Nobody black is keeping Barack down. He’s top of the list in fundraising, remember?

    And as for “setting it off,” I would hope that if I had a husband as well positioned as barack, he would Set It Off when a fool like Imus called some young black females, nappy headed hos. But he didn’t. He waited till Imus was pretty much down for the count then he called for his firing.

  10. Rick

    Yogo:

    If that’s the case, then shouldn’t we be up in arms about Bruce Gordon – who also supports Imus’ firing – making his statement a full day later AFTER Obama?

    (for the record, I am happy both of these black men spoke up).

  11. yogo

    The two aren’t equal. Obama is trying to be the first black president. He’s got a bully pulpit like no other. Gordon is one of the poobahs at CBS. Imus makes money for them (a lot!) and once sponsors started jumping off he had to make a business decision.

  12. Rick

    I hear your argument, yogo. We can go back and forth about dates etc. but the larger sense I am getting is that if you were already “skeptical” about Obama in the first place, you’d want the brother to “prove” himself by responding more aggressively than he did to this blatent act of disrespect towards black women. If that’s the feeling, then I can’t analyze that away. Wouldn’t want to either. If I were a woman “on the fence”, I might even feel the same way.

    Assuming we all agree on that, then from my perespective it would be nice if more black women used their platforms to “stick up for us positive black men” every once in a while when similar things happen. In essence, it would be nice to see positive black men uplifted a little bit more, instead of castigated, if that is the principle we say should be applied – that is, men and women using their “bully pulpits” to lift up black men and women of the opposite gender. I do see this a little. very little (yes, I read a lot). we can see lots more of it.

  13. yogo

    Ok. But it seems that your complaint is with women in general and not specifically me or my concerns about Obama’s candidacy.

    This is a threadjack.

    I can’t speak for all black women, but from where I stand, women want “positive black men.” Let’s not muddy this and talk about Terry McMillian’s books or rich black men and their white wives, or whatever is in the media–I’m not qualified to discuss, nor do I care, about any of that. I’m just a regular black woman living in Texas doin’ my thang. I don’t have a platform.

    That being said, positive black men in real life are uplifted all the time. Black women want good men as husbands, fathers to the kids, role models in the community. Nobody’s castigating a man who is holding it down and taking care of his family. Nobody.

    You need to go down south. Get your mind right.

  14. Rick

    “Black women want good men as husbands, fathers to the kids, role models in the community. Nobody’s castigating a man who is holding it down and taking care of his family. Nobody.”

    The view of some of the black men here is that you and several others are doing exactly that (castigating) when it comes to Senator Obama – not the politician – but the man. If you listen to what our complaints have been, they’ve centered around defending him for doing the things you just said should be lifted up: being a good husband, being a father to his kids, being a role model to the community.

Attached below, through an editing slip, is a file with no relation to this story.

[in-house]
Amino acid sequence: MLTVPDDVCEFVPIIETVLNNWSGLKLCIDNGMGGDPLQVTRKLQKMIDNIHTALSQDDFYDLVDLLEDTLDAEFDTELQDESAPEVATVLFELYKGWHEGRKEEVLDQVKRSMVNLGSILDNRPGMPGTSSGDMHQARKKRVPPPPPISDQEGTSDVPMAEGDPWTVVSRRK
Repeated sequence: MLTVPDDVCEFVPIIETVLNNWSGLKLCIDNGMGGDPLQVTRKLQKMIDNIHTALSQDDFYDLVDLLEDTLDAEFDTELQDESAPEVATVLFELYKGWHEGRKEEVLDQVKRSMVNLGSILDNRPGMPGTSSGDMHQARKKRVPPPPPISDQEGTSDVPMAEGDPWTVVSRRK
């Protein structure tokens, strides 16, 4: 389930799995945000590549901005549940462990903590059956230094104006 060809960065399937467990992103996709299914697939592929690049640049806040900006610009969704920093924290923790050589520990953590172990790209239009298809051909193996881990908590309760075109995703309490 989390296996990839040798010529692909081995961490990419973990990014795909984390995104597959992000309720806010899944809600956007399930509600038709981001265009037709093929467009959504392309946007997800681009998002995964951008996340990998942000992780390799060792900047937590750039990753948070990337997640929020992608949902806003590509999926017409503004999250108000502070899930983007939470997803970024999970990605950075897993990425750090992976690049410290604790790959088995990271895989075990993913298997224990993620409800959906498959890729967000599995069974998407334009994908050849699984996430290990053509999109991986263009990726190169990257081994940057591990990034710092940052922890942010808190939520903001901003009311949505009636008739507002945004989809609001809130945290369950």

Furthermore, my family is from the South. I went to school from the South and I was raised with Southern values. If the way you responded reflects the “New South” then I’m staying up North where at least we are expected to be rude.

    You wrote: “That being said, positive black men in real life are uplifted all the time.”

    Why don’t you ask some of the positive black men that you know if they feel the same?

  15. yogo

    Oh come on, Rick!

    The southern thing I said–that was a joke. I’m not from here originally, I just like to boast about Texas. We do things big down here.

    Re: Castigating. This is getting ridiculous. I’m not down on the man because of any personal failings because I don’t know him. What I do know is that people get irritated when other blacks just don’t bow down to him just because he’s black. That ain’t “castigating.” Obama wants black votes, right? But he won’t go out on a limb about anything black. Why should I vote for him? It’s all symbolic really.

    Have you read the article in the NYTimes about his campaign manager? His whole campaign is based on a specific formula. You take a black guy who looks good, says nothing on purpose, talk about hope, get white folks on your side. Since he’s black they already know black people will vote for him.

    Worked for Deval. Working for Obama. It’s fake.

    You do realize all this campaign rhetoric is carefully crafted bullshit don’t you? It’s designed to appeal to your emotions on a basic level. As voters we have to educate ourselves and weed through all the BS and vote for who we think would be the better public servant? Is that Obama? I don’t know.

    But no, I’m not castigating a positive black man. I don’t know him on that level. All I see is the image they’ve crafted and what comes across on my tv screen.

    This is why I said to you earlier not to muddy this kind of conversation with media trickeration about black men and women. Anything about Obama has nothing to do with ordinary folks and relationships. It’s politics.

  16. Rick

    we cool peeps 🙂

    “You do realize all this campaign rhetoric is carefully crafted bullshit don’t you?”

    the only one who ain’t bullshitting is Guiliani. i believe he believes everything he says and he has the Imus sticker and Alabama Conferderate flags to prove it. If he get’s in office, like they say, we’ll be in a hot mess!!!!!